3. On his fourth election night, Harvey Milk reminded his supporters, “This is not my victory — it’s yours. If a gay man can win, it proves that there is hope for all minorities who are willing to fight.” Do you agree or disagree with this statement, and why?

Matthew Shepard

Read Matthew Shepard’s bio here.

Read James Byrd, Jr.’s bio here.

Read about the Matthew Shepard and James Byrd, Jr., Hate Crimes Prevention Act of 2009 here.

With your partners, answer the following question:

Why are laws specific to hate crimes needed?

Why can’t hate crimes be covered under “regular” laws?

What is the difference between federal and state hate crime laws?

Does California have a hate crimes law? What does it say?

 

 

 

Comparing Rights Across the Decades

Each member of your group will need a computer for this project.

Your work group has been assigned a decade/s. As a group, you will:

Choose 5 events  you feel are significant from each timeline (from your assigned decade).(That’s a total of 15 events.) Choose events that are at, or near, the same time, to contrast and compare what was going on with each of these groups during your decade.

Follow links, do quality Google research, and be prepared to explain the significance of each event.

Create a paper triple timeline for your decade/s. Please work on the paper “hamburger style,” so we will be able to assemble your decades into a complete timeline.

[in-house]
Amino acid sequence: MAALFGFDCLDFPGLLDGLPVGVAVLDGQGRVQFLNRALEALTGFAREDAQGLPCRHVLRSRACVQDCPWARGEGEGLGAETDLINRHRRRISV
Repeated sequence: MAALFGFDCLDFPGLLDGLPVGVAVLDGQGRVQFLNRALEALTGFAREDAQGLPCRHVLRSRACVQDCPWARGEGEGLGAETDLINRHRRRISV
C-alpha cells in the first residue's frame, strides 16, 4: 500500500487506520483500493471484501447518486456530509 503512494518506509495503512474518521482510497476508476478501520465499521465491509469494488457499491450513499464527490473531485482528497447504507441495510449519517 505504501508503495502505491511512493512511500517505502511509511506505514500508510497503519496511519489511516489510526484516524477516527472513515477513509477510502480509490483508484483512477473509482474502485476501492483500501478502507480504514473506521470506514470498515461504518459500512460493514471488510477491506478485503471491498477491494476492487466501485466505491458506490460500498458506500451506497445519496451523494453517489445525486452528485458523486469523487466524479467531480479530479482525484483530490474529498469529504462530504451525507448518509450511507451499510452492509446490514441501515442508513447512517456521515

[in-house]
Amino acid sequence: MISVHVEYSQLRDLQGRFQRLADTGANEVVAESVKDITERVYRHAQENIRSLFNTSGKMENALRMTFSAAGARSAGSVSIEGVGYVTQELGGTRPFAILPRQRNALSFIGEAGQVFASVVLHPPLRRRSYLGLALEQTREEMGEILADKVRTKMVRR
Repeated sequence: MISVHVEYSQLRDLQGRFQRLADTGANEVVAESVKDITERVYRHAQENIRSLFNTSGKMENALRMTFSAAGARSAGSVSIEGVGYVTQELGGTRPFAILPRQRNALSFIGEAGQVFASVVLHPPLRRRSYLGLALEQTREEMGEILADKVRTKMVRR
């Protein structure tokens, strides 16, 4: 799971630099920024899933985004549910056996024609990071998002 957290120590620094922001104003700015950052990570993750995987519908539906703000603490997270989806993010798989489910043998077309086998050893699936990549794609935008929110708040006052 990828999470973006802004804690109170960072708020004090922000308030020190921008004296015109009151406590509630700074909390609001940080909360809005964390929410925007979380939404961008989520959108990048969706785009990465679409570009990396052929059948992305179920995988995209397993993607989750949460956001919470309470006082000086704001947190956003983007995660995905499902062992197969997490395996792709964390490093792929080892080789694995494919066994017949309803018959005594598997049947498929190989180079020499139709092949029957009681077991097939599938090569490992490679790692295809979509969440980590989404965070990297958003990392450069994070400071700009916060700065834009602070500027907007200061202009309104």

We will do group presentations of the timeline, so everyone should be familiar with the events you choose, in detail, and be able to explain.

LGBT Rights Timeline

Civil Rights Timeline

Women’s Rights Timeline

 

 

Writing: Songs of Social Justice

This writing assignment is the summation of our week-long mini-unit on Songs of Social Justice. This is individual work and should be completed on your own, using your own notes.

You should have the following materials:

  • Handouts, “Songs for Social Justice” (four songs), and “Prison Trilogy”
  • Notes on excerpt from Joan Baez biography, “How Sweet the Sound”
  • Notes on NPR story on Bob Dylan receiving the Nobel Prize in literature
  • Your notes on your classmates’ presentations on modern Social Justice songs

Using these materials, please answer the following questions as completely as possible (3-5 sentences each question).

To be complete, this assignment should be written in Google Docs and pasted in the comments section of this post. This should be completed and posted before the end of class today.

  1. What are “Social Justice songs”? How would you define them?

  2. How do you think social justice songs have changed since the 1960s and 1970s? Contrast and compare your knowledge of social justice songs then and now. What is similar? What is different?  What do they have in common? (Hint: Making a Venn diagram for yourself may be helpful!)

  3. Are there differences between the singers and/or songwriters you were exposed to from the 1940s (Woody Guthrie) and 1960s (Bob Dylan, Joan Baez, Pete Seeger) and 1970s, and the artists you and your classmates chose that created songs post-1990?

  4. What are some outside factors that have contributed to differences between social justice songs in the 1960s and those created more recently? Explain.

  5. Do you think social justice songs are important? Why or why not?